Bordering Spain on one side and the Atlantic Ocean on the other, Portugal often gets overlooked as a travel destination. But don’t let its size and low-key reputation fool you: this small country is well worth a visit. Here are 7 reasons why.
Portugal may be small, but it has a lot of coastline. From the serene Miramar Beach near Porto in the country’s north, to the gorgeous stretch of coast from Cascais to Sintra roughly 20 miles from Lisbon, there’s barely a spot along the country’s west coast that doesn’t offer golden sands and captivating blue swells. But the most popular beaches of all are those along Portugal’s south region, known as The Algarve. 7 million foreign tourists each year flock to the south coast beaches to experience the breathtaking cliffs, rock formations, lagoons, surfing locations and beachside party spots. If you love the water, Portugal is for you.
To the experience of a tourist, a place is only really as good as the people who inhabit it. When the people around are welcoming and friendly, you’ll instantly have a more enjoyable stay. Fortunately for visitors to Portugal, the natives are some of the warmest and kindest you’ll ever meet. They may be a little shy at first – but their culture is one of hospitality and openness, so it doesn’t take long before you’re being treated like a local. Unlike neighbouring Spain, which can present a major language barrier to English speakers, many Portuguese speak English, especially in the major cities. The Portuguese on the whole are laid-back and relaxed. That means things don’t necessarily happen on time: people are tardy, lunches are long, dinners are late and mornings are lazy. Relax into the pace of the locals, and you’ll fall in love with their way of life.
It’s said that the Portuguese have over 1,000 different ways to cook Bacalhau (Portuguese for codfish, usually dried and salted) and if you spend some time in the country you’ll start to believe it. Seafood is what the Portuguese do best, and you can feast on it like a king here for very little cost. During the annual Santo Antonio festival in Lisbon, fresh sardines are cooked on grills in the street and served on chunks of fresh bread, the scent of grilled fish filling the streets as traditional music livens every corner of the old town. A cup of red wine to wash it down is near to mandatory. Portugal is also famous for its sweet custard tarts called pastel de nata, which are served at any good pastalaria along with cups of delicious (and cheap) coffee.
Portugal is steeped in rich musical heritage. One beautiful example of this is Fado, a form of music so unique it was given heritage recognition by UNESCO. You don’t need to understand Portuguese to understand Fado. The singer’s mournful voice speaks for itself as the emotion-soaked notes recall tales of homesickness, love, and longing. The Portuguese word saudade, generally said to have no English equivalent, encompasses the soul of the seafaring culture and the spirit of Fado music: it describes a deep, restless yearning for something that can never be returned. Visit Portugal today and you can visit Fado bars where live singers pour their souls into every song. It’s not all brooding, though, and the country also offers lively styles of folk as well as many successful pop, rock and hip hop artists.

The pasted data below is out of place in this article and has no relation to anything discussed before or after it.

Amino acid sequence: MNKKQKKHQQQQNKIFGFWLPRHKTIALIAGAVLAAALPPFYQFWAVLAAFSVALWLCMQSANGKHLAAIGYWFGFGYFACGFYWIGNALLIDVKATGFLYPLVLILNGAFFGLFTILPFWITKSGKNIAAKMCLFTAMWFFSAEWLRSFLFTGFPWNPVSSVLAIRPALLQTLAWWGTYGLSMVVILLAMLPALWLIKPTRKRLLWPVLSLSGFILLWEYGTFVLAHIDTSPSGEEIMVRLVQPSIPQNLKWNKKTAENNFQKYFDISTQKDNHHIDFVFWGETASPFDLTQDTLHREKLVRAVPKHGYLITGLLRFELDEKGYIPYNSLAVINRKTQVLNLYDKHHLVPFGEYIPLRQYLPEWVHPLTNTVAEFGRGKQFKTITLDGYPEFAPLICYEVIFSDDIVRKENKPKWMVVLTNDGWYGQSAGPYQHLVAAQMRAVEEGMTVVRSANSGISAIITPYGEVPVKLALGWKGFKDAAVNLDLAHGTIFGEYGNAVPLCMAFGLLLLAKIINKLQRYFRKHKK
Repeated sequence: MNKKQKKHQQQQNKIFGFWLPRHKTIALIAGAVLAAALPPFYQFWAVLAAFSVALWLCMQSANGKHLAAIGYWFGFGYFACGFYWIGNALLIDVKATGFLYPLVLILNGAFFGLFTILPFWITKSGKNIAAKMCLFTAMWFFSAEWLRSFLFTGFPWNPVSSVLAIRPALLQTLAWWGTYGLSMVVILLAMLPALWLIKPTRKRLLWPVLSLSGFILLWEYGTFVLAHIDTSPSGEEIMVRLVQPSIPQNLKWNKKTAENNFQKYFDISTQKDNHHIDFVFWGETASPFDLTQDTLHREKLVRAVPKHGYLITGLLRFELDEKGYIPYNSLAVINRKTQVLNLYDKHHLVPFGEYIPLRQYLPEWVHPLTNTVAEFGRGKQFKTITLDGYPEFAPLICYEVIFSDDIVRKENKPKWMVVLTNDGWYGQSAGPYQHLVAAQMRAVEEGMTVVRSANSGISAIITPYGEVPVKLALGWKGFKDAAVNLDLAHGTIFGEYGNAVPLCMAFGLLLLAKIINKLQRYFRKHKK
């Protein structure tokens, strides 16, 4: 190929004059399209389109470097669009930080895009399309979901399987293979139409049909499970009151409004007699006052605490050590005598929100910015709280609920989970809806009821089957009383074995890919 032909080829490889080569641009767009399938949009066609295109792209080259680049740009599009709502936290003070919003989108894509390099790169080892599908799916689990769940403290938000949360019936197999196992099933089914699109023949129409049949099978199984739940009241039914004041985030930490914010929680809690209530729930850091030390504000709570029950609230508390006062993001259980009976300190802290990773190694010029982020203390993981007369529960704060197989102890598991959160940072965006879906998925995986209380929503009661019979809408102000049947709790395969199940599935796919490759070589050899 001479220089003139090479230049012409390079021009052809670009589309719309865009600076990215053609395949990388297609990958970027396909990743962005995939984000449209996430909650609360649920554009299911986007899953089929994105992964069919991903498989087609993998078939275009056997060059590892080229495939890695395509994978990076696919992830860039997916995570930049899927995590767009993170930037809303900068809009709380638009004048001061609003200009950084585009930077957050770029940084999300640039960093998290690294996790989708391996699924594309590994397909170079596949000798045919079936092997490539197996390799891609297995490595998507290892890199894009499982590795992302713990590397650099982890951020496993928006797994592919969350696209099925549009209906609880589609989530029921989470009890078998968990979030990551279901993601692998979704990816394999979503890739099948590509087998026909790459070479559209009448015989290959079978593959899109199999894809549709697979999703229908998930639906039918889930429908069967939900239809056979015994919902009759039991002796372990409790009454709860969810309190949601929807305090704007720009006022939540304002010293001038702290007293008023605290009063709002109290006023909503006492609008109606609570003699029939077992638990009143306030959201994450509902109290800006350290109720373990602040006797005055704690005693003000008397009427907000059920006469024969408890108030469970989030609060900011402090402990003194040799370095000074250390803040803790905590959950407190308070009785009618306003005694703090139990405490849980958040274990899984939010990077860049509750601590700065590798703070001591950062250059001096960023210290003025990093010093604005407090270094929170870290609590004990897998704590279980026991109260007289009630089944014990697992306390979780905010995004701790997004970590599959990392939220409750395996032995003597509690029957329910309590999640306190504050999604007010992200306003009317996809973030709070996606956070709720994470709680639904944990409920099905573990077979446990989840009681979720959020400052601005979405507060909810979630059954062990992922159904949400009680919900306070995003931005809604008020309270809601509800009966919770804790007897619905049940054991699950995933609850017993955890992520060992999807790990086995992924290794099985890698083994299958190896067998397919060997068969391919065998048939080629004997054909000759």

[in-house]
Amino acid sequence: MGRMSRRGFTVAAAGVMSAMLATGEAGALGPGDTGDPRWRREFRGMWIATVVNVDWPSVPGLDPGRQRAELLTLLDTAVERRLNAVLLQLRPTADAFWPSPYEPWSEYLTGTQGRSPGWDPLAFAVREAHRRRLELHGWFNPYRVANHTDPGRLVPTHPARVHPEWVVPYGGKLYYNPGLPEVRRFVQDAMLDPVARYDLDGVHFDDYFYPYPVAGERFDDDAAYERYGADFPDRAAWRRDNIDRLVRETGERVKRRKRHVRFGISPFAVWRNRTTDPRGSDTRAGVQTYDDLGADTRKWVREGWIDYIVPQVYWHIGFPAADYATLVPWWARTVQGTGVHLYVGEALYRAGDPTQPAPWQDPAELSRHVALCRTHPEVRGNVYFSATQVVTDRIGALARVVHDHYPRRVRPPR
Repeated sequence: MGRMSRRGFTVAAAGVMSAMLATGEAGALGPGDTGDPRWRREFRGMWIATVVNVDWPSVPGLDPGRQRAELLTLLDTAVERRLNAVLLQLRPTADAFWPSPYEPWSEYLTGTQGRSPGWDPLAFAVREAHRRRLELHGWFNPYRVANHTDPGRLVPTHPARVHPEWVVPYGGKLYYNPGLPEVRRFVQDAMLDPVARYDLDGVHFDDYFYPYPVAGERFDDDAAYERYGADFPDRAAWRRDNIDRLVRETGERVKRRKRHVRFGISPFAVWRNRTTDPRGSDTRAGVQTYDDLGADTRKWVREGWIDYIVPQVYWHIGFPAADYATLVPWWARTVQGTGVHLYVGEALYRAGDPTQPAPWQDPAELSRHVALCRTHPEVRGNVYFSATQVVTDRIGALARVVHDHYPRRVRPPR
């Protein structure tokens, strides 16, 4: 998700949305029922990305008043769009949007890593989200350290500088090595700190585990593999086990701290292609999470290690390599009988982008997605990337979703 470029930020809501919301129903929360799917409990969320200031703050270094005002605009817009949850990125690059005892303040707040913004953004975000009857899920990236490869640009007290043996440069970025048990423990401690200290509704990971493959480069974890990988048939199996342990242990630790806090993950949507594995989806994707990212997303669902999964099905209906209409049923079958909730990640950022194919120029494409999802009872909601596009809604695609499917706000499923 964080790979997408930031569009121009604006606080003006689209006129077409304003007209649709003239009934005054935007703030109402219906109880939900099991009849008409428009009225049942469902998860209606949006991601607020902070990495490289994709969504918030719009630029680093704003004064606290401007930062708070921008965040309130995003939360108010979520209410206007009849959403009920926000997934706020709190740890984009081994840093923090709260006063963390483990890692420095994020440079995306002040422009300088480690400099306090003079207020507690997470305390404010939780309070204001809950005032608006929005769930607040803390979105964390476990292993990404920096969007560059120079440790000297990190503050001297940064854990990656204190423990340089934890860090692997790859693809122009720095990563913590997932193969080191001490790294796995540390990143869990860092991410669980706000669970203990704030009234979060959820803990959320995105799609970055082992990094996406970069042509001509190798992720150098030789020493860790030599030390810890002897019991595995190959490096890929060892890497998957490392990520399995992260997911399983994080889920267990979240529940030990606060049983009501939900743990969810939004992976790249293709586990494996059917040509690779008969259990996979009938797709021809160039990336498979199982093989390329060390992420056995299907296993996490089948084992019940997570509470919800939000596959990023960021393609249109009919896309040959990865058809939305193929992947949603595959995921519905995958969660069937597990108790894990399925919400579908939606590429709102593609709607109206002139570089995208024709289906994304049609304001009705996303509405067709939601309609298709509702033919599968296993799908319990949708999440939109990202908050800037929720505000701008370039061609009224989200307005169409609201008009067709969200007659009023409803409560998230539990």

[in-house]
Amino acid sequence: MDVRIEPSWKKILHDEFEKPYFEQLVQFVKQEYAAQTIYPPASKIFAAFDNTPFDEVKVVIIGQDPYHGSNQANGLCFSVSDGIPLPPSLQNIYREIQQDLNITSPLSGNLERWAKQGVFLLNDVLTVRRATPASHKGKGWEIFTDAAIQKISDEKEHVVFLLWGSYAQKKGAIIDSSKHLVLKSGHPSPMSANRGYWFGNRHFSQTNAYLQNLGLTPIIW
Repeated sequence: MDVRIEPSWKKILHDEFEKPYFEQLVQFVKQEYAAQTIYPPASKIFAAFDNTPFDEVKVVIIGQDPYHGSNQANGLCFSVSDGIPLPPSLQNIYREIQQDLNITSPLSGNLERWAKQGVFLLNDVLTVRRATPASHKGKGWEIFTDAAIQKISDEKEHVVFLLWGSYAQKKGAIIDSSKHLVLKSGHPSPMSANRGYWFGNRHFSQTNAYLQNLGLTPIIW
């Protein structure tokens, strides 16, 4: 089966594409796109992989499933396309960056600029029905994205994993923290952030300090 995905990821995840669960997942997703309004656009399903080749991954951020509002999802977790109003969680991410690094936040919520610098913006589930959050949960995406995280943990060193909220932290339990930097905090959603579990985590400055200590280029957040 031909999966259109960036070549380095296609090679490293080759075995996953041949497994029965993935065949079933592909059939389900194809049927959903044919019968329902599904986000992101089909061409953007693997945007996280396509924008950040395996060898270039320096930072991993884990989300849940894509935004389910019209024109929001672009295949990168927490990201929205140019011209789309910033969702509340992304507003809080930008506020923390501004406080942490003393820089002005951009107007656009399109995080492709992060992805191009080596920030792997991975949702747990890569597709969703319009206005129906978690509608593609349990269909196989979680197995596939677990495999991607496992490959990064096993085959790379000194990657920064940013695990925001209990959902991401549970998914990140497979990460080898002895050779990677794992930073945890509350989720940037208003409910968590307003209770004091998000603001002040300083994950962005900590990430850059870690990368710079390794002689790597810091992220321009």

Ok, so it’s cliche to talk about the weather, but really… it has to be said. The climate in Portugal is the kind you can easily get used to. The Algarve, the country’s southmost tourist hotspot, is popular with holidaymakers for good reason: it gets an annual average of 3000 sunshine hours and over 300 days of sun a year. That makes it one of the sunniest places in Europe, and sunnier even than California. In summer you can welcome up to 12 hours of sunshine per day on average, with little to no rain in sight. The winters in Portugal offer some variation from the warmth, but are still relatively mild compared to other parts of Europe.
Despite the country’s relatively small size, Portugal maintains 15 UNESCO World Heritage Sites as well as many other deeply historical architectural wonders. The must-see cultural landscape of Sintra features numerous magical castles, parks and gardens. The walled medieval town of Óbidos is like walking into the middle ages. There’s the Douro Wine region in the north, the heritage-listed town of Évora in the East, which has a history dating back to the Roman Empire, and the impressively looming Monastery of the Hieronymites in Belem near the nation’s capital, Lisbon. Even the ground beneath your feet is culturally and historically significant, with most urban aras featuring traditional tiled Portuguese pavement.
The Low Profile
Portugal in many ways is a kind of hidden gem. Sure, everyone knows it exists; but few people know enough about it to have grand expectations or a deep sense of anticipation for what it might offer. That means that it’s easy to be surprised by what you find. A low cost of living, relaxed lifestyle, great weather, beautiful beaches and stunning cityscapes? Who knew. If Portugal proves anything, it’s that good things really do come in small packages.